Beauty Advice

How can stop your perfume fading?

You love the scent of your perfume, but it fades too quickly… You’re not alone, this is a common situation and there are various possible explanations.

Your nose has become accustomed to the scent.

Known as the habituation phenomenon, this frequent scenario basically means that your sense of smell has become accustomed to your perfume. It is caused by a physiological process that is vital for human survival. To find out whether this is the case, simply ask someone if he or she can smell your perfume. If the answer is yes, this indicates that it must be your nose that has become accustomed to the scent: you can no longer smell it, but others can.

Our brain analyses the different smells transmitted by our olfactory receptors, and once it has identified a smell as familiar and without danger, it can mask it. This enables us to remain alert for unfamiliar smells, which could potentially signal danger or an alarm. This explains why we no longer smell the scent of our own home. In the distant past, this allowed our ancestors to detect the presence of an intruder in their home (perhaps a bear in the cave!). It’s the same with our perfume. When the brain considers it to be part of the surroundings, it hides the scent. It takes about 3 days to get used to a perfume. So if you want to continue to smell your fragrance, you should, paradoxically, change it every 2-3 days.

Your skin does not hold the scent

Each person’s skin is unique and interacts differently with each perfume. Some skin cannot hold a scent, and in this case, we sometimes say the skin ‘drinks’ perfume. If you ask someone if they can smell your perfume, the answer will be no. Unfortunately, there is no miracle solution: rather than being caused by the perfume or your skin, it is simply the combination that does not work. To try to improve its performance, remember to moisturise/nourish your skin, as properly moisturised skin holds perfume better. If they are available, you can use scented products from the same range (soaps, scented oils, shower gels, moisturising lotions, etc.) along with your perfume to intensify the aroma. You can also spray the perfume over your clothes. This changes the way it develops and brings out the core notes, but it also makes the perfume last significantly longer.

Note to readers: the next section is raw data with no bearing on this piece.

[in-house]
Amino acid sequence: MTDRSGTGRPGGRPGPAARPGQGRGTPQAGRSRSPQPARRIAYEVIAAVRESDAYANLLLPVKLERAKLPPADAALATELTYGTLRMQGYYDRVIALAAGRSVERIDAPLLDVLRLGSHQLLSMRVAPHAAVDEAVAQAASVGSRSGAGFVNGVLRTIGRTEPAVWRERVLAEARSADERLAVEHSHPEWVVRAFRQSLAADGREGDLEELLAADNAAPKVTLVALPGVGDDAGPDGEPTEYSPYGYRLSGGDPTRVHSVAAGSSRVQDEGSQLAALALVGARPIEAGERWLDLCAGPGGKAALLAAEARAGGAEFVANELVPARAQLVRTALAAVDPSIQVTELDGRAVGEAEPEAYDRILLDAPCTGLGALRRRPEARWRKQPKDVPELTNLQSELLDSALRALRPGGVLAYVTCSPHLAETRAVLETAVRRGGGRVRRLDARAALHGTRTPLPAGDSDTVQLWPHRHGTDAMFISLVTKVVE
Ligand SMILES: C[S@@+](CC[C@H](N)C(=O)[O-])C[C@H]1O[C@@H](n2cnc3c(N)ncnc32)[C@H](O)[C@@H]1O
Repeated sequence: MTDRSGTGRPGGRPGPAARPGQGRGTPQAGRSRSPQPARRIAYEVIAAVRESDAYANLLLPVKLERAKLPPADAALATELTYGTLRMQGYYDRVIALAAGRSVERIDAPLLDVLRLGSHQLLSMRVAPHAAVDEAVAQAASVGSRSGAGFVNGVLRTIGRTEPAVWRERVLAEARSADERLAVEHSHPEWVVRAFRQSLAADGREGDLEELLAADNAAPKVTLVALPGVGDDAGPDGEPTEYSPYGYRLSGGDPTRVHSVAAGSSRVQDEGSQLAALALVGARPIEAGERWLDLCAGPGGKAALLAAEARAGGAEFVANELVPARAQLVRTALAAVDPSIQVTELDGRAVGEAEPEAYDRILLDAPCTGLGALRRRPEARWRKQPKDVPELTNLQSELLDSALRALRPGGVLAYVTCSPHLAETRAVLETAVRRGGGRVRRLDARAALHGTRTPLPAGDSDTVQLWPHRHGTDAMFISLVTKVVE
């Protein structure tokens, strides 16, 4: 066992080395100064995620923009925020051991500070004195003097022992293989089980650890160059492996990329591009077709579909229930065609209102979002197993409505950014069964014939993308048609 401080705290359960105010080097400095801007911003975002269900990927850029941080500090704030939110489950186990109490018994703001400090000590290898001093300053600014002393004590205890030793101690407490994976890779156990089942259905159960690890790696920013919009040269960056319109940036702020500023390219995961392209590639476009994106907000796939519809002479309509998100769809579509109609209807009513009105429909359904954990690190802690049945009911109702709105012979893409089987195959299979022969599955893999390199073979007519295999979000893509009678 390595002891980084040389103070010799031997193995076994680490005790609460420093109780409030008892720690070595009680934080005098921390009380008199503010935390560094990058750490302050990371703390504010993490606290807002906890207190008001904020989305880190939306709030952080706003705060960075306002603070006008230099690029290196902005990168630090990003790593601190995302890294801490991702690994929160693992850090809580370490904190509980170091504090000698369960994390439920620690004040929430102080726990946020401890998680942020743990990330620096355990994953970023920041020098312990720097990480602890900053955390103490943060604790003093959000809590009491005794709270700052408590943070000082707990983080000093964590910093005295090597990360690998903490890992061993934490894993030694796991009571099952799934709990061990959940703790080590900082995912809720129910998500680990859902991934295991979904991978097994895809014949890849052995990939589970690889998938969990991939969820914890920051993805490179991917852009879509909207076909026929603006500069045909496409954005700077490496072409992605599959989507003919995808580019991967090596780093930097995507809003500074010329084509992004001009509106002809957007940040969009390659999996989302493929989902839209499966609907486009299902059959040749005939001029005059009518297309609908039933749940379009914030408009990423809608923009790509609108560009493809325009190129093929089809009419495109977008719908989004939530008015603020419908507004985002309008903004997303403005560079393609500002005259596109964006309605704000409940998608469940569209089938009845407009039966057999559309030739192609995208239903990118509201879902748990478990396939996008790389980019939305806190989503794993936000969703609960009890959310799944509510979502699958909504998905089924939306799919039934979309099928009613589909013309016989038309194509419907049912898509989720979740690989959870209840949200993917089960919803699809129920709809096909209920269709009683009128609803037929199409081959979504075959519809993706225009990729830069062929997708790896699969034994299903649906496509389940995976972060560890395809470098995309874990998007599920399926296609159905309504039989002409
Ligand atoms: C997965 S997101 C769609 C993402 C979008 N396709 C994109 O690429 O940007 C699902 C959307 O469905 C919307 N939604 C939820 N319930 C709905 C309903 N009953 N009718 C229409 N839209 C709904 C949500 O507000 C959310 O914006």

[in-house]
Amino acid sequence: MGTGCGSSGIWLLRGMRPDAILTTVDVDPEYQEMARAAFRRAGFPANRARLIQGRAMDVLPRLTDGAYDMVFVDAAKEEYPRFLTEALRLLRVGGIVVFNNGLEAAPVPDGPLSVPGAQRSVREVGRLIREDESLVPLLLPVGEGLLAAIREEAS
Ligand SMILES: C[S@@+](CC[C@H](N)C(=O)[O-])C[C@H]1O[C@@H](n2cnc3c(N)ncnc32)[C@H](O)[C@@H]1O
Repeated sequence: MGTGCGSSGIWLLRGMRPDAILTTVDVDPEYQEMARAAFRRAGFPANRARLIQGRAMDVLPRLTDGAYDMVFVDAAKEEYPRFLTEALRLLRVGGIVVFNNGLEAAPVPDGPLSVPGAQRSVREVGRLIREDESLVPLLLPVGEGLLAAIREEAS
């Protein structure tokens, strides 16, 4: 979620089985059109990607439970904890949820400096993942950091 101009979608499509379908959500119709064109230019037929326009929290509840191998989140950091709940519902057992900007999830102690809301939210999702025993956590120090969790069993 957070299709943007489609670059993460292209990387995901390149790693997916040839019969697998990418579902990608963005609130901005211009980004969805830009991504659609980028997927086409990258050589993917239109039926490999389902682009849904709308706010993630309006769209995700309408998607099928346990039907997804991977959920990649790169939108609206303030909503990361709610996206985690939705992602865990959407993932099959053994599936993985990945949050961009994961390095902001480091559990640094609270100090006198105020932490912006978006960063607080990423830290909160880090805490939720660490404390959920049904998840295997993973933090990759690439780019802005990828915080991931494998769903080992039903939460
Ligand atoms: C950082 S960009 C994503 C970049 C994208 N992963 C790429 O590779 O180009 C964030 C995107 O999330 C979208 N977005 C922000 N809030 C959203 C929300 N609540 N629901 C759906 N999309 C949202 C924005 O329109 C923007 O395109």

The scent lacks staying power

Sometimes, despite moisturising and frequent changes of perfume, nothing can stop a scent from dissipating too quickly. It happens and it’s often due to the materials used. Some more volatile raw materials, such as citrus fruits, fade more quickly on the skin. This explains, for example, why an Eau de Cologne needs more frequent application. The tip is to choose a perfume with more persistent base notes. Notes such as vanilla, patchouli or musk make a perfume last longer. These help the fresher and more volatile notes last until the end of the day!



Writer and expert